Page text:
Table 5 MM KB roles in included studies mapped to roles in published KB frameworks

While MM KB roles identified in included studies aligned with the five previously identified KB roles, the CIS approach we employed identified 12 distinct roles that were further characterized based on corresponding activities associated with each of the 12 roles. Therefore, while this research agrees with prior work on MM KB roles, it represents a robust framework of MM KB roles and activities by elaborating the complexity of MM KB roles and activities.

We fully described two roles compared with prior frameworks: to convince others of the need for and benefit of a project, and function as a strategic influencer. To convince others of the need for and benefit of a project (e.g., a quality improvement, best practice guideline implementation, or innovation), MM KBs used tactics such as role modelling their commitment, providing the rationale for the change, being enthusiastic about its adoption, offering positive reinforcement, and providing emotional support [47, 50, 58]. The role of strategic influencer featured in 7 (18.4%) studies [39, 48, 52, 56, 62, 65, 68]. For example, MM KBs were influential at the executive level of the hospital, advocating for innovations among less involved team members and administrators, including the hospital board, were members of organizational decision-making groups for strategic planning, and served as an authoritative contact for initiatives.

Factors that influence MMs knowledge brokering

Table 6 summarizes the enablers and barriers of MM KB roles and activities, organized as individual or organizational factors. We identified four enablers at the organizational level: senior management support, availability of resources, engaged staff, and alignment to strategy. The most common was senior management support, featured in 12 (32.0%) studies. We found that senior management support enhanced the commitment of MM KBs to innovation implementation [16, 17, 19, 44, 45, 52, 61, 63, 66,67,68,69,70]. For example, senior managers empowered and supported MM KBs to make decisions by ensuring that the necessary structures and resources were in place, and by conveying that the implementation was an organizational priority [66, 68]. We identified three individual-level facilitators: training and mentorship, personal attributes, and experience in the MM role. The most common facilitator was training and mentorship, featured in 8 (21.1%) studies. We found that training and mentorship with more experienced managers was important to the success of MM KBs and their projects, especially if they were new to their role [16, 17, 19, 41, 42, 48, 54, 68].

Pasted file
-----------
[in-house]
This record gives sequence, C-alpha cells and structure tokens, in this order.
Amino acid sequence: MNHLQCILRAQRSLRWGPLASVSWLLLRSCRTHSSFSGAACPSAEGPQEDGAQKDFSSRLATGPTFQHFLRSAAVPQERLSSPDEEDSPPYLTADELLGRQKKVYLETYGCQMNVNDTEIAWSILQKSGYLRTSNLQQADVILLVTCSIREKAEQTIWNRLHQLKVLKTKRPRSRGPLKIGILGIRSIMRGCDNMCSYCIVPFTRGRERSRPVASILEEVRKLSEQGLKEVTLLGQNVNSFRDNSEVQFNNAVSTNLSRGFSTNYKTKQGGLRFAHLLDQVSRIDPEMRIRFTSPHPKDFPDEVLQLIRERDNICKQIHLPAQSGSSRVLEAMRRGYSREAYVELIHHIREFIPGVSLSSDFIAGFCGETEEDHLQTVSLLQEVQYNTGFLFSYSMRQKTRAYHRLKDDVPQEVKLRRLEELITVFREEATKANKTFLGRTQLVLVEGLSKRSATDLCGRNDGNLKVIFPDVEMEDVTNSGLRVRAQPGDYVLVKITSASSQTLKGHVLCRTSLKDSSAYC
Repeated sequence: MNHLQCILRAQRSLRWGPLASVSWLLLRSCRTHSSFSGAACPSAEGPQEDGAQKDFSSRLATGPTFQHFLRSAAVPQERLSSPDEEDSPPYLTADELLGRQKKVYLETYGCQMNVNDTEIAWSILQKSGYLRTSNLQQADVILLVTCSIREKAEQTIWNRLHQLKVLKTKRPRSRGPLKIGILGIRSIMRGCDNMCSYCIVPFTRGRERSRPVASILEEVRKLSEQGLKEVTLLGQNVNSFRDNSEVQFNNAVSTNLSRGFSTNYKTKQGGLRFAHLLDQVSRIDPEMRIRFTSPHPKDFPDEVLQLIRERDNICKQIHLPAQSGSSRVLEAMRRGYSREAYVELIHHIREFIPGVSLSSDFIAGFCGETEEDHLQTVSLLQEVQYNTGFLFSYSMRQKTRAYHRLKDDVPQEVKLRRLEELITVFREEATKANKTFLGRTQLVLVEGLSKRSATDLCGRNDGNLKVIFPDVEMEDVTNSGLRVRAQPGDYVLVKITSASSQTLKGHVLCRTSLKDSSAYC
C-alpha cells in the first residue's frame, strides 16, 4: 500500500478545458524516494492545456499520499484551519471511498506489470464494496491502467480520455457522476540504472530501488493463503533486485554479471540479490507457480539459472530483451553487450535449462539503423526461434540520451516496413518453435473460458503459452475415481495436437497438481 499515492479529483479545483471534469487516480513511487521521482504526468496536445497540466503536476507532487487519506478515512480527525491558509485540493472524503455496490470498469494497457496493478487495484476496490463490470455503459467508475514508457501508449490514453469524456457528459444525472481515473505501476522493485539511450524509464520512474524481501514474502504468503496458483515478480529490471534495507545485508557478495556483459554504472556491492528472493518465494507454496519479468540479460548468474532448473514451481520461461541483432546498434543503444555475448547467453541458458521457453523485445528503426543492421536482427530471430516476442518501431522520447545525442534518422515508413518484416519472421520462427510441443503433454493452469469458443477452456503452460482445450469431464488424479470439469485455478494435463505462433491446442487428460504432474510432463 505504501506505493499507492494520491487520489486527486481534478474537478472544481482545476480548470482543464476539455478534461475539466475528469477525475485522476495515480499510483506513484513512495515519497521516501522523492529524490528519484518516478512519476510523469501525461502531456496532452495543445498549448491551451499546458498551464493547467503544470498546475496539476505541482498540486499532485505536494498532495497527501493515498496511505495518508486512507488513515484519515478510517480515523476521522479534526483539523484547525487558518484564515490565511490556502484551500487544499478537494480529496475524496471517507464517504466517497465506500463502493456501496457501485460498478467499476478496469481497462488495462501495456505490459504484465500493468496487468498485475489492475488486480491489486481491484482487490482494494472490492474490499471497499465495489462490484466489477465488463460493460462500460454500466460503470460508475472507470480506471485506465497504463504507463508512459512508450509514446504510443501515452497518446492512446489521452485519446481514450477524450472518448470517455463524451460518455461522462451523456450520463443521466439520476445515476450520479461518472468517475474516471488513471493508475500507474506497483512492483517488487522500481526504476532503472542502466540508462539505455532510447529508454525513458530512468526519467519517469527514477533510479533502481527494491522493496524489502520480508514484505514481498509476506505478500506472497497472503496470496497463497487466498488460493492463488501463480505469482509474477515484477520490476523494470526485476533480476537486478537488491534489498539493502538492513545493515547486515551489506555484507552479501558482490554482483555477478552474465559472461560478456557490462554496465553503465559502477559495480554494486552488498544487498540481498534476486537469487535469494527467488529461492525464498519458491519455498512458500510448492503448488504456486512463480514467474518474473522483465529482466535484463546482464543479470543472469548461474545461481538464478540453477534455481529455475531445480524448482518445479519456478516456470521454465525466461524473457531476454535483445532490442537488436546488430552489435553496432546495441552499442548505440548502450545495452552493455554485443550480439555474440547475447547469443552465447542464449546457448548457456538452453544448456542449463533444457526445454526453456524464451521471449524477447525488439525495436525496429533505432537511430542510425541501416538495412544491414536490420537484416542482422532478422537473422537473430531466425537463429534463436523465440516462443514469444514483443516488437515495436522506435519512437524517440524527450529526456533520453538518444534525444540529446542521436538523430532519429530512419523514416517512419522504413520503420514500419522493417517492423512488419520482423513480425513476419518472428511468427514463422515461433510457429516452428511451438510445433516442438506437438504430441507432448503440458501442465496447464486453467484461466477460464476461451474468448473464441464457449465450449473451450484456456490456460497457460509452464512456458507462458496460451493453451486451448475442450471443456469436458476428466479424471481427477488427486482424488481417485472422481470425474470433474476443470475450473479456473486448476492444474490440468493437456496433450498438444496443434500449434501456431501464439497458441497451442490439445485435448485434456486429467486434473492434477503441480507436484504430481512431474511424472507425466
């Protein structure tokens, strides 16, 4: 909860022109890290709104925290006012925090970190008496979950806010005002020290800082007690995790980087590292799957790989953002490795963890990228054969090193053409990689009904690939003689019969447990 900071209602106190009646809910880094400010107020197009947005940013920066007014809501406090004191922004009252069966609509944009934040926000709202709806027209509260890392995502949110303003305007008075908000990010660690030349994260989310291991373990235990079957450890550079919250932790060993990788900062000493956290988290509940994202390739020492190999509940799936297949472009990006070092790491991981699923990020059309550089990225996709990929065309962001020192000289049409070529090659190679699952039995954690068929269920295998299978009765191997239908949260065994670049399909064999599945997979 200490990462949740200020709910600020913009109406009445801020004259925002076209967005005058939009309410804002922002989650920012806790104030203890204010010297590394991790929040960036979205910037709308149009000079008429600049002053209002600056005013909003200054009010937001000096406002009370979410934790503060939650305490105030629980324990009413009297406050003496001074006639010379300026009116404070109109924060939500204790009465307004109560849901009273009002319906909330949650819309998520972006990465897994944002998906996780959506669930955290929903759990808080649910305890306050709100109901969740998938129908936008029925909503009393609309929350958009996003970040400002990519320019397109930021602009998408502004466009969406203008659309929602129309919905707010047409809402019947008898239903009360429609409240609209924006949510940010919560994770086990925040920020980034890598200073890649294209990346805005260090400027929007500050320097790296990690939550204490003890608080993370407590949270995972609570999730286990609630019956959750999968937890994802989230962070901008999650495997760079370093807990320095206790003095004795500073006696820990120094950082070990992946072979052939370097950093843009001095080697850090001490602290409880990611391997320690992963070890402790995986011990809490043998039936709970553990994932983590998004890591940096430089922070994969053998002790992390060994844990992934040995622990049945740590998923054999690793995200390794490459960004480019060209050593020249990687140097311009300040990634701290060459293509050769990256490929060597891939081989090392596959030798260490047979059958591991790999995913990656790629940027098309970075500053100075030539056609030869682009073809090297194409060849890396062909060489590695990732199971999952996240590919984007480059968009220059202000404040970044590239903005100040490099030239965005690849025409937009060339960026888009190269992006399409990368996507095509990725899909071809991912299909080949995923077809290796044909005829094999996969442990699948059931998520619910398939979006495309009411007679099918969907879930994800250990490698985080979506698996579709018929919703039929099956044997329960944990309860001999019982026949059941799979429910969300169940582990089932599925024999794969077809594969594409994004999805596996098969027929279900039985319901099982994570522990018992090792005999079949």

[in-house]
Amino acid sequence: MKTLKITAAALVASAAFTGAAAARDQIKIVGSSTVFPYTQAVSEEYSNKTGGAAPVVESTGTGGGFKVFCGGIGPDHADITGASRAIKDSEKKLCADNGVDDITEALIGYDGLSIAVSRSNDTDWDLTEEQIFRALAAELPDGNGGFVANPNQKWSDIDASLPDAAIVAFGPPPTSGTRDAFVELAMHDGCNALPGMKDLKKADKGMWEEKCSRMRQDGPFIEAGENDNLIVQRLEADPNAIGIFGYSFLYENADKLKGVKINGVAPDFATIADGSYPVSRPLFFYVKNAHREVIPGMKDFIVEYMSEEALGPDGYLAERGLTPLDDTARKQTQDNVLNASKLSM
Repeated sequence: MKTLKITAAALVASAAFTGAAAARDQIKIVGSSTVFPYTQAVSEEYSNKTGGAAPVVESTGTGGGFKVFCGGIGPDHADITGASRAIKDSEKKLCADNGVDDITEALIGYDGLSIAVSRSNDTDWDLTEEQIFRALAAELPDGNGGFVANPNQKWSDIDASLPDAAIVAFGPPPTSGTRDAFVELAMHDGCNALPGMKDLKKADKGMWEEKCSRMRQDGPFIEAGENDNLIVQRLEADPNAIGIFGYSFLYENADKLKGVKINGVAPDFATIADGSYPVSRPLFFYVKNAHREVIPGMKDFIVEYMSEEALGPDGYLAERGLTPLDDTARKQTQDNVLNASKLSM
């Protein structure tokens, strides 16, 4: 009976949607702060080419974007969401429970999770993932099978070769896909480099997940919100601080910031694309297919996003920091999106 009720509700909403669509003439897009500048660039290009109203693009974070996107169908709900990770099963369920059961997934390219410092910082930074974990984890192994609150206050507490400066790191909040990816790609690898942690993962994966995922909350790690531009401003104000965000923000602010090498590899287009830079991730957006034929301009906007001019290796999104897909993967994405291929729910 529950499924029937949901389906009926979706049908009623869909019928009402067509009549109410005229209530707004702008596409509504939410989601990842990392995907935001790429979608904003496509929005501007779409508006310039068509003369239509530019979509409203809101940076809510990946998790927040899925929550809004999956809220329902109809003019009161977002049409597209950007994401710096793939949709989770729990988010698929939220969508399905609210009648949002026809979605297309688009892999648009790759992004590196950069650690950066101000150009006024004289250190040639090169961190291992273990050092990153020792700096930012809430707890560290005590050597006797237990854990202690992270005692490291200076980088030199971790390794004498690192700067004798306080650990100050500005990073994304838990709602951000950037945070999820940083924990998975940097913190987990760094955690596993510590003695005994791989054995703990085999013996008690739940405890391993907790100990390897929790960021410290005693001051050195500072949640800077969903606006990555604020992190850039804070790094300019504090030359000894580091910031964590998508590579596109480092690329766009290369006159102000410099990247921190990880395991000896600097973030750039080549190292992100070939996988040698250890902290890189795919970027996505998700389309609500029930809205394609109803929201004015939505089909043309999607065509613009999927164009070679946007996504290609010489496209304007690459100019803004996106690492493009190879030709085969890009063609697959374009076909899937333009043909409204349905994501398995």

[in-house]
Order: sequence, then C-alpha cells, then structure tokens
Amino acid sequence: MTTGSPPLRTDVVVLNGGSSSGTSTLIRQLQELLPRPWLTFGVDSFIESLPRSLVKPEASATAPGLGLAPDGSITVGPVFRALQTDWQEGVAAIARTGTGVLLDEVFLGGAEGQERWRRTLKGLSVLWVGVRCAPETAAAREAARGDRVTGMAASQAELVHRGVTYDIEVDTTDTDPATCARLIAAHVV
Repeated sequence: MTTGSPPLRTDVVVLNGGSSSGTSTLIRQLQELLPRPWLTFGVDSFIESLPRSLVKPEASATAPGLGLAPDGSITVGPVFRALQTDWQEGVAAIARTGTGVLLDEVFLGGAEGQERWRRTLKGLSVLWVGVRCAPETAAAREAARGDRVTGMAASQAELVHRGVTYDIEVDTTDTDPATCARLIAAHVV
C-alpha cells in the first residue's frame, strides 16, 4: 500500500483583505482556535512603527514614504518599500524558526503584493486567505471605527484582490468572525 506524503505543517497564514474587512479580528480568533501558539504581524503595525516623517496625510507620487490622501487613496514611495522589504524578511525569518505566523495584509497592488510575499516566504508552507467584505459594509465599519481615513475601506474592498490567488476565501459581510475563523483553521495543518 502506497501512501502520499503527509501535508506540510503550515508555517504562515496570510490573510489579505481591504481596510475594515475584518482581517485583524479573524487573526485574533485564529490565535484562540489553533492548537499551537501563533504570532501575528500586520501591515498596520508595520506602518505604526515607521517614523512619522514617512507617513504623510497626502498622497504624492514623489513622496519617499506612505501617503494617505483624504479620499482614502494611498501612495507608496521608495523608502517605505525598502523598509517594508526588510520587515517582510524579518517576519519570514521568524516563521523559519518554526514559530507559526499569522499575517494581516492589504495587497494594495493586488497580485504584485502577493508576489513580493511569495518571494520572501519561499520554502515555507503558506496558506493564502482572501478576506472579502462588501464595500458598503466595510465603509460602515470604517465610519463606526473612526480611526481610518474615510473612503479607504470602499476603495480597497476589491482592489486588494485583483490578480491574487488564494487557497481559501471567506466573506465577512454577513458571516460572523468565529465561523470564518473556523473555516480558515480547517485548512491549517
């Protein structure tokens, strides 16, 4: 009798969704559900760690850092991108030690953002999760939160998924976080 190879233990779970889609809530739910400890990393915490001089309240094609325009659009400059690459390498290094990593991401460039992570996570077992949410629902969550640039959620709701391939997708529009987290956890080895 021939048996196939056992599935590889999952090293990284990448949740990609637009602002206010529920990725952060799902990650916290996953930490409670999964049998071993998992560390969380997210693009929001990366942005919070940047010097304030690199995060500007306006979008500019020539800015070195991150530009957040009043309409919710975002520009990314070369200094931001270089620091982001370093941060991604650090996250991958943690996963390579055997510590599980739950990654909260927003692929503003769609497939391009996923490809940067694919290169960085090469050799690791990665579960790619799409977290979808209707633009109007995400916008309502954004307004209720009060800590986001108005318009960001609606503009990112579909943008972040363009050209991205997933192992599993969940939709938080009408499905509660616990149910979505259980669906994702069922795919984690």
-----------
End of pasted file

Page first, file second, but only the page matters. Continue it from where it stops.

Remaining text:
Table 6 Factors that influenced MM KB roles, activities, and impacts

Studies reported more barriers (n = 8) than enablers (n = 7). We found four organizational barriers: a lack of resources, lack of senior management support, staff resistance, and a lack of time. The most common barriers were lack of resources in 12 (32.0%) studies and lack of time in 12 (32.0%) studies. A lack of resources (budget constraints, limited staff) made it challenging for MM KBs to move their projects forward [39, 42, 44, 47, 52, 55, 57, 64, 68,69,70,71]. For example, inadequate funds interfered with obtaining appropriate resources and undermined the feasibility of implementing projects [47, 55]. In addition, staffing issues created difficulty in engaging staff in project work and low staffing levels limited capacity to provide desired standards of care [42, 64]. Additionally, a lack of protected time for data collection or other project work was identified as a significant barrier to implementing projects [17, 19, 39, 42, 44, 47, 52, 55, 57, 64, 68, 71]. MM KBs also lacked the time to nurture, support and adequately coach staff [39, 55].

We identified four individual-level barriers: lack of formal training, dissatisfaction with work life balance, being caught in the middle, and professional boundaries. The most common barriers were lack of formal training (8, 21.1%) and dissatisfaction with work life balance (8, 21.1%). For example, a lack of formal training resulted in MM KBs being unprepared for managerial roles and without the knowledge and skills to promote effective knowledge brokering and knowledge transfer with end users [17, 39, 41, 42, 55, 57, 69, 71]. We also found that heavy workloads and conflicting priorities left MM KBs often dissatisfied with their work life balance and hindered their ability to successfully complete projects [42, 44, 51, 52, 57, 61, 64, 71]. For example, because of multiple responsibilities and conflicting priorities, MM KBs were often pulled away to address problems or were so absorbed by administrative tasks that they had no time to complete project responsibilities [44, 64].

Impact on service delivery and outcomes